Saturday, August 4, 2012

Yacht

ESTATE OF ROBERT S. BOWEN v. U.S., Cite as 110 AFTR 2d 2012-XXXX, 07/23/2012




ESTATE OF ROBERT S. BOWEN Plaintiff v. UNITED STATES OF AMERICA Defendant.

Case Information:

Code Sec(s):

Court Name: IN THE UNITED STATES DISTRICT COURT FOR THE DISTRICT OF MARYLAND,

Docket No.: CIVIL ACTION NO. MJG-11-2231,

Date Decided: 07/23/2012.

Disposition:



HEADNOTE

.



Reference(s):



OPINION

IN THE UNITED STATES DISTRICT COURT FOR THE DISTRICT OF MARYLAND,



MEMORANDUM AND ORDER

Judge: Marvin J. Garbis United States District Judge



The Court has before it the United States' Motion for Summary Judgment [Document 8], Plaintiff's Motion for Summary Judgment [Document 15] and the materials submitted relating thereto. The Court has held a hearing and had the benefit of the arguments of counsel.



I. BACKGROUND

In 2006, Robert S. Bowen (“Bowen”) was a resident of Annapolis, Maryland who, after his retirement, engaged in various business enterprises. Bowen died in November, 2009.



The instant case relates to a yacht (“the Boat”) that Bowen bought in 2006. Bowen's Estate (“Plaintiff”) claims that Bowen paid almost $750,000 for the Boat and expended over $1,000,000 to repair defects. The Boat was sold by the Estate for $350,000 in 2010.



Plaintiff seeks a refund of federal income taxes paid by Bowen for the year 2006, contending that he did not claim certain deductions to which he was entitled in regard to the Boat. The Government contends that Bowen did not have a right to any such deductions on the 2006 federal income tax return.



II. SUMMARY JUDGMENT STANDARD

A motion for summary judgment shall be granted if the pleadings and supporting documents “show that there is no genuine issue as to any material fact and that the moving party is entitled to a judgment as a matter of law.” Fed. R. Civ. P. 56(c)(2).



The well-established principles pertinent to such motions can be distilled to a simple statement: The Court may look at the evidence presented in regard to the motion for summary judgment through the non-movant's rose colored glasses, but must view it realistically. After so doing, the essential question is whether a reasonable fact finder could return a verdict for the non-movant or whether the movant would, at trial, be entitled to judgment as a matter of law. See, e.g., Anderson v. Liberty Lobby, Inc., 477 U.S. 242, 248 (1986); Celotex Corp. v. Catrett, 477 U.S. 317, 323 (1986); Adickes v. S.H. Kress & Co., 398 U.S. 144, 158–59 (1970); Shealy v. Winston, 929 F.2d 1009, 1012 (4th Cir. 1991).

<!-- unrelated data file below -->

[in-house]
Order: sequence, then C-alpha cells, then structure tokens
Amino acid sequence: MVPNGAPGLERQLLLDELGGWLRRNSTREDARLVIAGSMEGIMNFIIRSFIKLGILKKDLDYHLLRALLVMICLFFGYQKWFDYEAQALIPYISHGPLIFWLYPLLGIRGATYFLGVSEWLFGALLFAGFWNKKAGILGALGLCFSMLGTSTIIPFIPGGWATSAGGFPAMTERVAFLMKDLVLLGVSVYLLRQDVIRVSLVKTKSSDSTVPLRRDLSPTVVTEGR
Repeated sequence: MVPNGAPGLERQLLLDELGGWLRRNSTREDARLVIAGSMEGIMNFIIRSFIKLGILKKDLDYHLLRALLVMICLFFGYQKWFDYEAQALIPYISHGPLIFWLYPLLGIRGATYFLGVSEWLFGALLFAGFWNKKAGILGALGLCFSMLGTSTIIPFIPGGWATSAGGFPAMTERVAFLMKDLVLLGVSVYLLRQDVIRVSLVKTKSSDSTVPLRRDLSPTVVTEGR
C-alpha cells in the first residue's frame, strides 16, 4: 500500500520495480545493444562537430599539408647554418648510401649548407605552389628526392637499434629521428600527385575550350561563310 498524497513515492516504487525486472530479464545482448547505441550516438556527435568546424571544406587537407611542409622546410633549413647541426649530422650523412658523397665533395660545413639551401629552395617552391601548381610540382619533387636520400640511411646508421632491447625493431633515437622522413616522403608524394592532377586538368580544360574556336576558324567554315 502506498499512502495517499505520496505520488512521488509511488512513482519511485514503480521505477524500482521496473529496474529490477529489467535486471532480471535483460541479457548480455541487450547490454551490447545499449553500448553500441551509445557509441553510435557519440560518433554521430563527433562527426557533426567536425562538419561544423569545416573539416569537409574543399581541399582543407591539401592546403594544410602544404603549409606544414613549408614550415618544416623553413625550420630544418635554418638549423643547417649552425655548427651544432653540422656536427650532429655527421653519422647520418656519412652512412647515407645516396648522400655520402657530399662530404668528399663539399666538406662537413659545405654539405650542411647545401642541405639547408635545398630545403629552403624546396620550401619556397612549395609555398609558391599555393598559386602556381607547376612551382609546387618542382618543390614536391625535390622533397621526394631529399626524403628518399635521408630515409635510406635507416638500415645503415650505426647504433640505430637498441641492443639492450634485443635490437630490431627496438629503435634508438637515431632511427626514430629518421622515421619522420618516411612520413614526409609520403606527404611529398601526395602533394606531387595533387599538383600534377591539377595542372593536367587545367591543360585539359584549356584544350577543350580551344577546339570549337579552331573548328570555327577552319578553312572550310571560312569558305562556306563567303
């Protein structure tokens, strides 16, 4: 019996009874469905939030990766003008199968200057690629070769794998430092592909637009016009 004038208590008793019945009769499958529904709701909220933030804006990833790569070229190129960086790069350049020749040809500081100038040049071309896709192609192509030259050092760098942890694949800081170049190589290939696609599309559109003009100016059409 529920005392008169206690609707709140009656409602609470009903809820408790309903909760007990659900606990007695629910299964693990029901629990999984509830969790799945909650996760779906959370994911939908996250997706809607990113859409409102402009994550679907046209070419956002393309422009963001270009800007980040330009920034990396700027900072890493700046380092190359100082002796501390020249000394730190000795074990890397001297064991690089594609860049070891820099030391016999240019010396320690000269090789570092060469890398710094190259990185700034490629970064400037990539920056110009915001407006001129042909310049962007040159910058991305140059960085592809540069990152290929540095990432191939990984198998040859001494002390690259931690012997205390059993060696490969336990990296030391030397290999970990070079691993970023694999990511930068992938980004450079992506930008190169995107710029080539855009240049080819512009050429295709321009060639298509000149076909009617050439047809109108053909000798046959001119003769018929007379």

III. DISCUSSION

As discussed herein, Plaintiff seeks a recovery based upon a variety of theories. The parties certainly disagree as to whether Mr. Bowen was engaged in a business or hobby vis-à-vis the boat and other intent issues. However, it is not necessary to determine whether Plaintiff has presented sufficient evidence to avoid summary judgment in regard to such matters. Rather, as discussed herein, even accepting Plaintiff's position on all such issues, the Government is entitled to summary judgment.



A. The Boat Transactions

In 2006, Bowen ordered 1 a 65-foot yacht to be built by a Chinese boat-building company. The Boat, for which Bowen paid some $750,000, was manufactured in 2006 and shipped by freighter from China in November 2006. The Boat arrived in North Carolina on or about December 28, 2006. The Boat was inspected in North Carolina in early January 2007. Substantial problems were found, but Bowen was able to sail the Boat to Annapolis.



Bowen made claims against the Chinese company for manufacturing defects and against an insurer for damage occurring during shipment. Bowen eventually settled his claims against the insurer for $120,000 in 2009. Bowen was not able to obtain any recovery from the manufacturer.



From 2007 through 2009, Bowen paid substantial amounts for repairs to the Boat. In June 2010, Bowen's Estate sold the Boat for $350,000.



B. The Nature of This Tax Refund Suit

Plaintiff has properly filed this tax refund suit. Plaintiff, by Bowen while alive, met the jurisdictional prerequisite of full payment 2 of the amount shown due on his 2006 federal income tax return. Plaintiff timely filed a claim for refund on Form 1040-X (Amended Return) stating the grounds upon which the refund is claimed on or about October 13, 2010. The Estate timely filed the instant lawsuit on August 11, 2011.



A timely claim for refund is a jurisdictional prerequisite to a tax refund suit. § 1314(b). 3 Consequently, in a tax refund suit, the plaintiff's grounds for recovery are limited to those grounds set forth in the claim for refund on which the suit is based. United States v. Felt & Tarrant Mfg. Co., 283 U.S. 269, 272 [9 AFTR 1416] (1931). The statement of grounds in a claim for refund must state “in detail each ground upon which a credit or refund is claimed and facts sufficient to apprise the Commissioner of the exact basis thereof.” 26 C.F.R. § 301.6402-2(b). Thus, the claim must contain “sufficient information to allow the Commissioner to address the merits of the dispute.” Beckwith Realty, Inc. v. United States, 896 F.2d 860, 863 [65 AFTR 2d 90-757] (4th Cir. 1990). The Service should not need to “hazard a guess” as to the amount or reason that the taxpayer was seeking a refund. Id. at 862.



The claim for refund on which Plaintiff bases the instant case is little more than a “hodge-podge” with a listing of Internal Revenue Code 4 Sections that, for the most part, have no conceivable materiality. Moreover, Plaintiff adds to each identification of specific Code sections, the ineffectual mantra “or any other applicable provision of the IRC.” See IA 80 Group, Inc. v. United States, 347 F.3d 1067, 1075 [92 AFTR 2d 2003-6714] n.9 (8th Cir. 2003)(“A general objection and demand for refund would in fact encompass all conceivable grounds for a refund, but the IRS is not required to ferret out on its own the specific claims advanced by the taxpayer.”)